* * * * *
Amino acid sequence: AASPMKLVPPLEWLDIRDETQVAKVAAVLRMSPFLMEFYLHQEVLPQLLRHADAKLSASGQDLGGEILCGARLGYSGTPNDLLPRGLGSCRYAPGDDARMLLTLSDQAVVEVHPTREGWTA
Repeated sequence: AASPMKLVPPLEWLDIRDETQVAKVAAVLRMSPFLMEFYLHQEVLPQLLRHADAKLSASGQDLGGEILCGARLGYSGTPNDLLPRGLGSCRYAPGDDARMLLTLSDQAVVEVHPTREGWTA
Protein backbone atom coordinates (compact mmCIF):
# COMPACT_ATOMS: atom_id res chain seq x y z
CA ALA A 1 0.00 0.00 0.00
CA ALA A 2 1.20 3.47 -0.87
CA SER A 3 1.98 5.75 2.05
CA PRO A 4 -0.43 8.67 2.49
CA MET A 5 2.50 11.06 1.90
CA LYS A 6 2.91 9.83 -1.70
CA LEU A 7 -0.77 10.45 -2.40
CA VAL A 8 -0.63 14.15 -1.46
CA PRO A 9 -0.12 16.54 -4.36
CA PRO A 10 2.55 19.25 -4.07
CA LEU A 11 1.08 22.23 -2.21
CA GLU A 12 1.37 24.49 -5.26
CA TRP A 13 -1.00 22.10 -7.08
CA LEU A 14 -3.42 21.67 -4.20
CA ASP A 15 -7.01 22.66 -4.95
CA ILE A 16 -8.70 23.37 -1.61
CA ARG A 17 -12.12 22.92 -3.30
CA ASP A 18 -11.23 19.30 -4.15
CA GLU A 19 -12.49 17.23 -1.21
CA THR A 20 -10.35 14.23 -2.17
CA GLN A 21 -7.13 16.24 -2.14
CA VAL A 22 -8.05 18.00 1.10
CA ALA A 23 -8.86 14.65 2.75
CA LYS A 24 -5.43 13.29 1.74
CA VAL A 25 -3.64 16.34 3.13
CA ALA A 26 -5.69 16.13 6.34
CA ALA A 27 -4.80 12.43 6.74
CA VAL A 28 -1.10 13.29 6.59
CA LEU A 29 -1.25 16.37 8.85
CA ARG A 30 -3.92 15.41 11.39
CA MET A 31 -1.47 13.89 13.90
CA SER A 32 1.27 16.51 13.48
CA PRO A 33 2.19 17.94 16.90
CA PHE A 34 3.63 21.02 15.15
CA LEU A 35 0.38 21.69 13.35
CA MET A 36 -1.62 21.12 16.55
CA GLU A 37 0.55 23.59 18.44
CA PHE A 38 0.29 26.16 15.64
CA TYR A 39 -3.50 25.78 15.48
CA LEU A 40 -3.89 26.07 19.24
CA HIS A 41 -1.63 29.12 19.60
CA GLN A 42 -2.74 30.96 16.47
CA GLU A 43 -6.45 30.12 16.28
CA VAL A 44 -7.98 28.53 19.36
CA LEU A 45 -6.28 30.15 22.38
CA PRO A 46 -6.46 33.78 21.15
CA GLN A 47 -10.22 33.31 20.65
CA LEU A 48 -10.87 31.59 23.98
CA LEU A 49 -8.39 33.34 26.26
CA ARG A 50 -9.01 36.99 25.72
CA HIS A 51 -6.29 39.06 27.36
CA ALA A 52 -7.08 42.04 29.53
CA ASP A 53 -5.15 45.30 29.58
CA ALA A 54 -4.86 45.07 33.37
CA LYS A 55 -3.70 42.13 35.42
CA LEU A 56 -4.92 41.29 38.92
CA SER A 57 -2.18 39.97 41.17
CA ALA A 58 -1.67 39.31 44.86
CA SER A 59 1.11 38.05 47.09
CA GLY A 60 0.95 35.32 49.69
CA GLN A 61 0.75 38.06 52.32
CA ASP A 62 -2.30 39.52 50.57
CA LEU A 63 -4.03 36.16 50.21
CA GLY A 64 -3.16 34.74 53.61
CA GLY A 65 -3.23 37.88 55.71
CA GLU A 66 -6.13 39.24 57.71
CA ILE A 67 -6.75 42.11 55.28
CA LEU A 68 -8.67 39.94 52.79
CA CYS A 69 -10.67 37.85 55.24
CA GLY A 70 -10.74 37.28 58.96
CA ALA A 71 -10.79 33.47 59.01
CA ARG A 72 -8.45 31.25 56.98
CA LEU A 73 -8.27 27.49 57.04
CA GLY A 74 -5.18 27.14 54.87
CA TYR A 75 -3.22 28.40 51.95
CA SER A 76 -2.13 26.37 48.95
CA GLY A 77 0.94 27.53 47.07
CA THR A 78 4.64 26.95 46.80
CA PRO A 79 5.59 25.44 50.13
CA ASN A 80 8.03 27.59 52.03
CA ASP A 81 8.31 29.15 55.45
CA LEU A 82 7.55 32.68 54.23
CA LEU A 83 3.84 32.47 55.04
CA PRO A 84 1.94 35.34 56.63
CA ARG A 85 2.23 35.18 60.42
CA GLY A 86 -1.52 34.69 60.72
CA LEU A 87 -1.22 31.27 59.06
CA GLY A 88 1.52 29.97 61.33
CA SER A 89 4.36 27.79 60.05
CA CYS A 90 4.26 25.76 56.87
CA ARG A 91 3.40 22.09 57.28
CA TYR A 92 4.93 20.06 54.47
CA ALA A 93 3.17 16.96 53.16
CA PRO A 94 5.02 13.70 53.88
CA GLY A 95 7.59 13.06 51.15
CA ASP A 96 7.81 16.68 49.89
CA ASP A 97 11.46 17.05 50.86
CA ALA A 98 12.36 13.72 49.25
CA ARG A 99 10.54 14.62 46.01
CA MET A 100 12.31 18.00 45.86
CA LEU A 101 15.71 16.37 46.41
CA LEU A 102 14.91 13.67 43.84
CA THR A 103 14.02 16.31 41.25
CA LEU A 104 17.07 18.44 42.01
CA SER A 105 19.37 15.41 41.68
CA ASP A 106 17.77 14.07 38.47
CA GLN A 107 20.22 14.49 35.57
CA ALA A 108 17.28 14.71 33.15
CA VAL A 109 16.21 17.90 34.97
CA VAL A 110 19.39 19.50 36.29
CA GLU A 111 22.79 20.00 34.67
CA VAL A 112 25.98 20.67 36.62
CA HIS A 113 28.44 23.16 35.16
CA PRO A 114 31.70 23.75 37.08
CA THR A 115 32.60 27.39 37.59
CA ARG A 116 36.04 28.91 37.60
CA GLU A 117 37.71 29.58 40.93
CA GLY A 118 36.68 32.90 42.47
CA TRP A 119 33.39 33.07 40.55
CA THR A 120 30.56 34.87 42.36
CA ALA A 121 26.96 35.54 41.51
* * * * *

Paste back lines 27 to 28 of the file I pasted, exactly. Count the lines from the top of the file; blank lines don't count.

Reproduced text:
CA ALA A 23 -8.86 14.65 2.75
CA LYS A 24 -5.43 13.29 1.74